Due to the advent of electronic devices, such as smartphones and tablets, the amount of time children spend staring at a screen rather than communicating face-to-face with other people has varied greatly. A recent study conducted at the University of California, Los Angeles’ Department of Psychology has revealed that even though the use of digital media has destroyed children’s social skills by hindering face-to-face interactions, five days without any electronic devices can significantly improve a child’s ability to identify another person’s feelings.

“Many people are looking at the benefits of digital media in education, and not many are looking at the costs,” said Patricia Greenfield, lead researcher and professor of psychology at UCLA, in a statement. “Decreased sensitivity to emotional cues — losing the ability to understand the emotions of other people — is one of the costs. The displacement of in-person social interaction by screen interaction seems to be reducing social skills.”

Greenfield and her colleagues recruited 51 sixth-graders from a Southern California public school to spend five days at the Pali Institute, a nature and science camp that does not permit the use of electronic devices. The research team gauged each student’s ability to identify other peoples' emotions when they got to the camp and when they left. Campers were shown 48 pictures of people with a happy, sad, angry, or scared expression and asked to categorize each feeling. They were also a shown a video and were asked to identify what the actors were feeling during certain social situations.

The results of the first 51 campers were compared to a second group that did not attend the Pali Institute. After tracking the amount of errors campers made while attempting to identify the emotions displayed in each photo and video, the psychologists found that campers made an average of 14.02 errors when identifying emotions at the beginning of the study compared to 9.41 errors at the end. Sixth-graders who didn't spend five days away from their devices showed no perceivable changes in the amount of errors.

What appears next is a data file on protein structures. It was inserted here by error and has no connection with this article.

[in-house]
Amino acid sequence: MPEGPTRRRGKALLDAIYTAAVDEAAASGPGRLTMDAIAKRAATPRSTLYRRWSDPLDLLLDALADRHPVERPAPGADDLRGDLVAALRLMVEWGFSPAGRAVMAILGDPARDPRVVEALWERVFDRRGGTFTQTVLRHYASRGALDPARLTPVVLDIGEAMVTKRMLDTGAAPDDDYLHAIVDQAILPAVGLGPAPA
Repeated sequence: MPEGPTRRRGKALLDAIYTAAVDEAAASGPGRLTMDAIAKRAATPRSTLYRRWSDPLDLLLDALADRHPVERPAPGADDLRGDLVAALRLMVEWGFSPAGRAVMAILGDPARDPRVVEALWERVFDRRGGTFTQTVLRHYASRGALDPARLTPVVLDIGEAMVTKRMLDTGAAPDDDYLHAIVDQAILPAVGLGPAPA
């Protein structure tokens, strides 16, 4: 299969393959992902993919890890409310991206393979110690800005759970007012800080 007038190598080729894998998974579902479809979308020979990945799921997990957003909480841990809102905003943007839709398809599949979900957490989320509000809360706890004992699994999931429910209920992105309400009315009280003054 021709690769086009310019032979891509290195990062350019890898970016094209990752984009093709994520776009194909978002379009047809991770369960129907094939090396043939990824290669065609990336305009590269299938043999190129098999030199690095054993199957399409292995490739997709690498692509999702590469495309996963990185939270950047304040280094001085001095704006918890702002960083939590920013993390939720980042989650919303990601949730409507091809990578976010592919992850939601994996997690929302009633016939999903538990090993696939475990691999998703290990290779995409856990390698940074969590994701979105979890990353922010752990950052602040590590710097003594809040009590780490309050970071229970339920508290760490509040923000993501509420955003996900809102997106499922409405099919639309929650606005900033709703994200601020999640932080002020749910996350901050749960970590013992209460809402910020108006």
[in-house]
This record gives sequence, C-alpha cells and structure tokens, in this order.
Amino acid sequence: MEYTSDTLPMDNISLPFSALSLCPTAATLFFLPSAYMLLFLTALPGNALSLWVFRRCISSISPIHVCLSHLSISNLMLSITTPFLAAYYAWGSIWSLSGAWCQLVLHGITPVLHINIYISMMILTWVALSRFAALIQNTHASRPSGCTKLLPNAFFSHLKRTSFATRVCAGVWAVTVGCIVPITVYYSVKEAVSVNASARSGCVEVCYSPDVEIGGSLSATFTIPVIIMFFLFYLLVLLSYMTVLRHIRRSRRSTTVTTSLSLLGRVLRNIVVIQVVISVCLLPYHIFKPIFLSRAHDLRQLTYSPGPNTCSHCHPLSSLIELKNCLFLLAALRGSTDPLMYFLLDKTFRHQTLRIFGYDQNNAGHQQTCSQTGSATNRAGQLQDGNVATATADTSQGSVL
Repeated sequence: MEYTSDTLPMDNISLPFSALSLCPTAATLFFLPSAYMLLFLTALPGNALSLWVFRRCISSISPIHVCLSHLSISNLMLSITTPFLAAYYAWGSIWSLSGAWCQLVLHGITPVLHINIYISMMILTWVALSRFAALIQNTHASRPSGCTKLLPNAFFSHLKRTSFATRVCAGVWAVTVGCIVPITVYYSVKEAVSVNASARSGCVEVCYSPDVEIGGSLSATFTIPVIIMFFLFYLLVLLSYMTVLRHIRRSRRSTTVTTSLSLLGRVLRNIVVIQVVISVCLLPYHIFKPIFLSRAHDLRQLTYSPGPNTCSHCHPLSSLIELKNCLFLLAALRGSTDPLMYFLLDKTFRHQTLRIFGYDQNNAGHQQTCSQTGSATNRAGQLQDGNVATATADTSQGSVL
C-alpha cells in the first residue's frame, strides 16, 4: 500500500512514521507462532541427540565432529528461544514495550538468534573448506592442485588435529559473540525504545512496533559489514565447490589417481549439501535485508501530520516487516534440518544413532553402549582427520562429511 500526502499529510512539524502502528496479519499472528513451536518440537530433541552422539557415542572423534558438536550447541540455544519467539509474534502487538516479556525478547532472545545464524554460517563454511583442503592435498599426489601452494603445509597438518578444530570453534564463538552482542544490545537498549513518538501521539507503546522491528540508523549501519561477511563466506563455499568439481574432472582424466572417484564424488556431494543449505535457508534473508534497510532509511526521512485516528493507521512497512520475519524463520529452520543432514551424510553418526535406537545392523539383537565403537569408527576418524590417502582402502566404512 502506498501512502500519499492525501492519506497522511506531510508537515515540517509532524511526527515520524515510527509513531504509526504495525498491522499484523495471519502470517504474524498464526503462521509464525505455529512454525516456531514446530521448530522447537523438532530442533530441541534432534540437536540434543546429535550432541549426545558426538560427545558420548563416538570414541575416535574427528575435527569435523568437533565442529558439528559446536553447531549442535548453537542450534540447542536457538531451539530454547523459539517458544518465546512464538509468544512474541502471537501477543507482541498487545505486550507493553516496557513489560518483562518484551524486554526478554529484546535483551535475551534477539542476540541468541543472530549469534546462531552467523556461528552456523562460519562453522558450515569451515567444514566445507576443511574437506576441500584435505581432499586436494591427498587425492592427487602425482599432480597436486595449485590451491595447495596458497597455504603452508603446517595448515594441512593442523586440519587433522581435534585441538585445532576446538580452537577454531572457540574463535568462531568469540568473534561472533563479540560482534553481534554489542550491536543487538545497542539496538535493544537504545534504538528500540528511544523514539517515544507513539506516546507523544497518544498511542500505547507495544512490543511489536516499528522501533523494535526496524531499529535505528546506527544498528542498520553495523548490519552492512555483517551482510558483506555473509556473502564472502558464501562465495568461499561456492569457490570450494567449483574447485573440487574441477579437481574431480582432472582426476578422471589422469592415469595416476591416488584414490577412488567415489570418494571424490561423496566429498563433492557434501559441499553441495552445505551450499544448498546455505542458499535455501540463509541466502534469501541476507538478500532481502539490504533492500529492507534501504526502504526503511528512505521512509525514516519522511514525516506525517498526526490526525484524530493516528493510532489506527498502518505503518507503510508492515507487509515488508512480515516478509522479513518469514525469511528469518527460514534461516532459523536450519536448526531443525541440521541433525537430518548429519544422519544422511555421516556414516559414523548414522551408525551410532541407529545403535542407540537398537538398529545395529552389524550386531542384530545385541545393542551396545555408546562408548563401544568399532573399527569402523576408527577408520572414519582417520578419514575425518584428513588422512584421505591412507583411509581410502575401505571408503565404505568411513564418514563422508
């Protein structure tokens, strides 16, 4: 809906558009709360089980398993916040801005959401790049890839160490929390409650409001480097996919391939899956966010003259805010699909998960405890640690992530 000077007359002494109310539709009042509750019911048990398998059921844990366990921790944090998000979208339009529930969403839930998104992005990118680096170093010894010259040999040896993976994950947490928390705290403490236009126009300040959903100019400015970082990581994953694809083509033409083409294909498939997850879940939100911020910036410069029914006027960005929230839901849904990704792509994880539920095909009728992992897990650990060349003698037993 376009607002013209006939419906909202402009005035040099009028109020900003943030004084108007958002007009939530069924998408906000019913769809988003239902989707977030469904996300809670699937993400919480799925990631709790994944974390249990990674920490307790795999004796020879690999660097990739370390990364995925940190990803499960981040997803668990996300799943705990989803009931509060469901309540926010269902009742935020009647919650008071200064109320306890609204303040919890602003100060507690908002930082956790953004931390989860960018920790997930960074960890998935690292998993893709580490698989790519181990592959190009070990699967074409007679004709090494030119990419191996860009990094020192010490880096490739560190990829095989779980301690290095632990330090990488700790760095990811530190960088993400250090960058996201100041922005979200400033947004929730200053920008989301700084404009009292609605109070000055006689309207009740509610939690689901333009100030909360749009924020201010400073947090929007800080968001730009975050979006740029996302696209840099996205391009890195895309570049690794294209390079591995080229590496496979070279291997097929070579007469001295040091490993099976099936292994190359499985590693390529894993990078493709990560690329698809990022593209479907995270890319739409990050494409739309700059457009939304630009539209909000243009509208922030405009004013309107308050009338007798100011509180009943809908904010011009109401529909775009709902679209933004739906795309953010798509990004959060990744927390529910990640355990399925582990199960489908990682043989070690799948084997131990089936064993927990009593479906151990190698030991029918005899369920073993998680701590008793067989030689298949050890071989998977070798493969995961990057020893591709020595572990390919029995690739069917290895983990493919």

“You can’t learn nonverbal emotional cues from a screen in the way you can learn it from face-to-face communication,” said Yalda Uhls, senior researcher at the UCLA Children’s Digital Media Center. “If you’re not practicing face-to-face communication, you could be losing important social skills. We are social creatures. We need device-free time.”

Campers and non-campers participating in this study reported spending an average of four-and-a-half hours a day watching TV or playing video games; however, some national averages indicate that American children spend more time buried in their electronic devices. Seeing as five days without the use of a smartphone, tablet, or TV significantly improved the social skills of these sixth-graders, researchers concluded that all is not lost for children in this digital era.

“We’ve shown a model of what more face-to-face interaction can do,” Greenfield added. “Social interaction is needed to develop skills in understanding the emotions of other people.”

Source: Uhls Y, Greenfield P, Zgourou E, et al. Five days at outdoor education camp without screens improves preteen skills with nonverbal emotion cues. Computers in Human Behavior. 2014.